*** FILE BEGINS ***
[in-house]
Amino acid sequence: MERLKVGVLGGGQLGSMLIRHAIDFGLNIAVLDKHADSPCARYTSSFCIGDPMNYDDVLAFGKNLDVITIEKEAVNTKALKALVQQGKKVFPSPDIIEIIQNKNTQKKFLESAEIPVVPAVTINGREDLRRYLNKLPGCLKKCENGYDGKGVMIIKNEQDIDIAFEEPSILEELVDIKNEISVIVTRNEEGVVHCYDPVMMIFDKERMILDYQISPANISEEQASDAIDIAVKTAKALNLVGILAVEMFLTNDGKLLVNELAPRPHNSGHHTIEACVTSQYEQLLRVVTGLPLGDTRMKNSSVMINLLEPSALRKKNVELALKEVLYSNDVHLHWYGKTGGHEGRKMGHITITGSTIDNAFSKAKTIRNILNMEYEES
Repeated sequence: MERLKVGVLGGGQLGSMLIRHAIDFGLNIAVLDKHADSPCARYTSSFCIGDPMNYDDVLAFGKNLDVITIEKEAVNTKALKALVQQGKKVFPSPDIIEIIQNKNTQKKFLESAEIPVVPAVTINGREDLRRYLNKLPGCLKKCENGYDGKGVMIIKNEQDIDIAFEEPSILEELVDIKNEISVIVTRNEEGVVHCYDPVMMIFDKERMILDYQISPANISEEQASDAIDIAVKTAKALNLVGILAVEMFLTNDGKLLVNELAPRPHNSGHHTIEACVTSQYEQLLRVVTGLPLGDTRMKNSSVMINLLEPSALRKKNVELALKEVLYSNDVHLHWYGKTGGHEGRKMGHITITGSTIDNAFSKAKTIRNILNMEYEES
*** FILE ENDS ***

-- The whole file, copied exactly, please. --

[in-house]
Amino acid sequence: MERLKVGVLGGGQLGSMLIRHAIDFGLNIAVLDKHADSPCARYTSSFCIGDPMNYDDVLAFGKNLDVITIEKEAVNTKALKALVQQGKKVFPSPDIIEIIQNKNTQKKFLESAEIPVVPAVTINGREDLRRYLNKLPGCLKKCENGYDGKGVMIIKNEQDIDIAFEEPSILEELVDIKNEISVIVTRNEEGVVHCYDPVMMIFDKERMILDYQISPANISEEQASDAIDIAVKTAKALNLVGILAVEMFLTNDGKLLVNELAPRPHNSGHHTIEACVTSQYEQLLRVVTGLPLGDTRMKNSSVMINLLEPSALRKKNVELALKEVLYSNDVHLHWYGKTGGHEGRKMGHITITGSTIDNAFSKAKTIRNILNMEYEES
Repeated sequence: MERLKVGVLGGGQLGSMLIRHAIDFGLNIAVLDKHADSPCARYTSSFCIGDPMNYDDVLAFGKNLDVITIEKEAVNTKALKALVQQGKKVFPSPDIIEIIQNKNTQKKFLESAEIPVVPAVTINGREDLRRYLNKLPGCLKKCENGYDGKGVMIIKNEQDIDIAFEEPSILEELVDIKNEISVIVTRNEEGVVHCYDPVMMIFDKERMILDYQISPANISEEQASDAIDIAVKTAKALNLVGILAVEMFLTNDGKLLVNELAPRPHNSGHHTIEACVTSQYEQLLRVVTGLPLGDTRMKNSSVMINLLEPSALRKKNVELALKEVLYSNDVHLHWYGKTGGHEGRKMGHITITGSTIDNAFSKAKTIRNILNMEYEES